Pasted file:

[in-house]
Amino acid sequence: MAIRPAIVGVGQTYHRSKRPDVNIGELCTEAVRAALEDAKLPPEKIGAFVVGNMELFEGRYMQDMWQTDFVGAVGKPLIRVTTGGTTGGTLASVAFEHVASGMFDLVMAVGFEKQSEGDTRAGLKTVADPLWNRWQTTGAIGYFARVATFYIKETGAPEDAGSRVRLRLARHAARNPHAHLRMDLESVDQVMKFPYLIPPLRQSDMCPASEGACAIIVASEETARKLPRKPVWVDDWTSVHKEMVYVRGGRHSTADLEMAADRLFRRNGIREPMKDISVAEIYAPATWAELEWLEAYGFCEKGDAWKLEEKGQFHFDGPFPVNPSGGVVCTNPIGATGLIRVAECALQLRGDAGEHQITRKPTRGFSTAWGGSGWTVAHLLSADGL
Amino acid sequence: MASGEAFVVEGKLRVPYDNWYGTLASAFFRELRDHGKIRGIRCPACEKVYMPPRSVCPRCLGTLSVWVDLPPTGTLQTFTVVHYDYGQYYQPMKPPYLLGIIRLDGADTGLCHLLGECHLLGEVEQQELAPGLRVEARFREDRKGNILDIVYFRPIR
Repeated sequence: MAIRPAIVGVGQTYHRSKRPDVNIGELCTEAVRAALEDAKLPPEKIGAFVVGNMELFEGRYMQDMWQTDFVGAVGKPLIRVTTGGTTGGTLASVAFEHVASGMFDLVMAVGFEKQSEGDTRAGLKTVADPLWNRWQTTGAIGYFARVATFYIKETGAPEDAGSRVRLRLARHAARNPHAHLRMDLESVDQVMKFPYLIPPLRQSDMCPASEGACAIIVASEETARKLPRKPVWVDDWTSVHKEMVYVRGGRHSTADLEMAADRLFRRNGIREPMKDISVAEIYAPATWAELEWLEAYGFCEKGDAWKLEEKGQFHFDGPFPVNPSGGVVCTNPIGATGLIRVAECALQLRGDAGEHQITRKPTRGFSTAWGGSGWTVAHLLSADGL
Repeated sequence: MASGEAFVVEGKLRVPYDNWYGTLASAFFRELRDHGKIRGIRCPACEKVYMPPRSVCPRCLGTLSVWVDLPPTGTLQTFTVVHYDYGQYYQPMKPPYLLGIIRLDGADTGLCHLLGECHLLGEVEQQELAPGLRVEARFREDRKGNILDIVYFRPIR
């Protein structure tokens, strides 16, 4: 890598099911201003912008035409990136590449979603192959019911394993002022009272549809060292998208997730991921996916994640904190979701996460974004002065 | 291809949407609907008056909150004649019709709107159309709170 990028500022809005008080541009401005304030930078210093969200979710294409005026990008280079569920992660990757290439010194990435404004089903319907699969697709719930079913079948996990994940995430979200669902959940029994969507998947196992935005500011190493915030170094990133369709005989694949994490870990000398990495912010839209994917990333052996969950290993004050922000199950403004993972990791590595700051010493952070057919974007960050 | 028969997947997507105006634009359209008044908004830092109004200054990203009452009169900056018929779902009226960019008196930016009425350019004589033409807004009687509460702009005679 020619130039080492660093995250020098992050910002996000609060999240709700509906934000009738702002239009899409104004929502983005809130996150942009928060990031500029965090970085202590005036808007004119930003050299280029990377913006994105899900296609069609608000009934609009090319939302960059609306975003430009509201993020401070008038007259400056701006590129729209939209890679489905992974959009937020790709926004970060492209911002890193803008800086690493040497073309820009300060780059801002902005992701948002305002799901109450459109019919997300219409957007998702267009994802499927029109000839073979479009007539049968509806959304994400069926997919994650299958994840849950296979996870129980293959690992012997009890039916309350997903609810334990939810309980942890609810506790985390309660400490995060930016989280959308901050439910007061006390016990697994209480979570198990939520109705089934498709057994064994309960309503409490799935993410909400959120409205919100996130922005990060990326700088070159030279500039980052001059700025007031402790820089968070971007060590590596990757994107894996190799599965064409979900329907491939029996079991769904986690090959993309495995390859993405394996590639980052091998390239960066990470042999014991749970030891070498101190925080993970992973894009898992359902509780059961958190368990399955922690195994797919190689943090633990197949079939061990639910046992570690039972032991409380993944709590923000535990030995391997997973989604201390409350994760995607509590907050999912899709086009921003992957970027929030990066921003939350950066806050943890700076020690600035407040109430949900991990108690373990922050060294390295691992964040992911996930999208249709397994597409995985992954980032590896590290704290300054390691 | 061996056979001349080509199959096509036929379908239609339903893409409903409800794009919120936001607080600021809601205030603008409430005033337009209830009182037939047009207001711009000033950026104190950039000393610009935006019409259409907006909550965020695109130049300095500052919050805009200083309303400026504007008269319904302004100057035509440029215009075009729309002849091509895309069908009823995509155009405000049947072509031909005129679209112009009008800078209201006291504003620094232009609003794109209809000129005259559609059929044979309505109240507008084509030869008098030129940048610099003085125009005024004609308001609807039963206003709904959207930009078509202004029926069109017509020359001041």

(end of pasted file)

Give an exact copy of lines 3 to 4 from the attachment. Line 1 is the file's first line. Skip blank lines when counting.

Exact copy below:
Amino acid sequence: MASGEAFVVEGKLRVPYDNWYGTLASAFFRELRDHGKIRGIRCPACEKVYMPPRSVCPRCLGTLSVWVDLPPTGTLQTFTVVHYDYGQYYQPMKPPYLLGIIRLDGADTGLCHLLGECHLLGEVEQQELAPGLRVEARFREDRKGNILDIVYFRPIR
Repeated sequence: MAIRPAIVGVGQTYHRSKRPDVNIGELCTEAVRAALEDAKLPPEKIGAFVVGNMELFEGRYMQDMWQTDFVGAVGKPLIRVTTGGTTGGTLASVAFEHVASGMFDLVMAVGFEKQSEGDTRAGLKTVADPLWNRWQTTGAIGYFARVATFYIKETGAPEDAGSRVRLRLARHAARNPHAHLRMDLESVDQVMKFPYLIPPLRQSDMCPASEGACAIIVASEETARKLPRKPVWVDDWTSVHKEMVYVRGGRHSTADLEMAADRLFRRNGIREPMKDISVAEIYAPATWAELEWLEAYGFCEKGDAWKLEEKGQFHFDGPFPVNPSGGVVCTNPIGATGLIRVAECALQLRGDAGEHQITRKPTRGFSTAWGGSGWTVAHLLSADGL